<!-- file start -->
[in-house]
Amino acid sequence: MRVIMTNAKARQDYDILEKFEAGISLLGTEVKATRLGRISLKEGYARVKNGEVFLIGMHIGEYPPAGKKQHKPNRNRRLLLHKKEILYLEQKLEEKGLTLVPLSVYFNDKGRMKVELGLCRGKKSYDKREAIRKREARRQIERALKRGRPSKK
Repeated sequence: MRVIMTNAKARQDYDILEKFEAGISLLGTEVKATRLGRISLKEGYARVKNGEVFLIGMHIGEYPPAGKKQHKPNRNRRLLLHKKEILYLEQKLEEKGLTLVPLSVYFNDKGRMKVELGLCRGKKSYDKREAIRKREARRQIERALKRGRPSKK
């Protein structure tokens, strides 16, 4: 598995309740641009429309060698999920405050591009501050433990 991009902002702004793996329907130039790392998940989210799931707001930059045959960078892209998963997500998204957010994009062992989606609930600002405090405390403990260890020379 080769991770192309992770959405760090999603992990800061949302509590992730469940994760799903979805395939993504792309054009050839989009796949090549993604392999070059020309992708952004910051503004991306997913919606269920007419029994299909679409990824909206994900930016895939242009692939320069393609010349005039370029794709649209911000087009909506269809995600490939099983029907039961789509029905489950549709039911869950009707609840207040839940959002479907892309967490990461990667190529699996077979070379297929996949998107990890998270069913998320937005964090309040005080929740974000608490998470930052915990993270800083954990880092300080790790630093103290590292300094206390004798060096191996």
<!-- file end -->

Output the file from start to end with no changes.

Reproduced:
[in-house]
Amino acid sequence: MRVIMTNAKARQDYDILEKFEAGISLLGTEVKATRLGRISLKEGYARVKNGEVFLIGMHIGEYPPAGKKQHKPNRNRRLLLHKKEILYLEQKLEEKGLTLVPLSVYFNDKGRMKVELGLCRGKKSYDKREAIRKREARRQIERALKRGRPSKK
Repeated sequence: MRVIMTNAKARQDYDILEKFEAGISLLGTEVKATRLGRISLKEGYARVKNGEVFLIGMHIGEYPPAGKKQHKPNRNRRLLLHKKEILYLEQKLEEKGLTLVPLSVYFNDKGRMKVELGLCRGKKSYDKREAIRKREARRQIERALKRGRPSKK
């Protein structure tokens, strides 16, 4: 598995309740641009429309060698999920405050591009501050433990 991009902002702004793996329907130039790392998940989210799931707001930059045959960078892209998963997500998204957010994009062992989606609930600002405090405390403990260890020379 080769991770192309992770959405760090999603992990800061949302509590992730469940994760799903979805395939993504792309054009050839989009796949090549993604392999070059020309992708952004910051503004991306997913919606269920007419029994299909679409990824909206994900930016895939242009692939320069393609010349005039370029794709649209911000087009909506269809995600490939099983029907039961789509029905489950549709039911869950009707609840207040839940959002479907892309967490990461990667190529699996077979070379297929996949998107990890998270069913998320937005964090309040005080929740974000608490998470930052915990993270800083954990880092300080790790630093103290590292300094206390004798060096191996």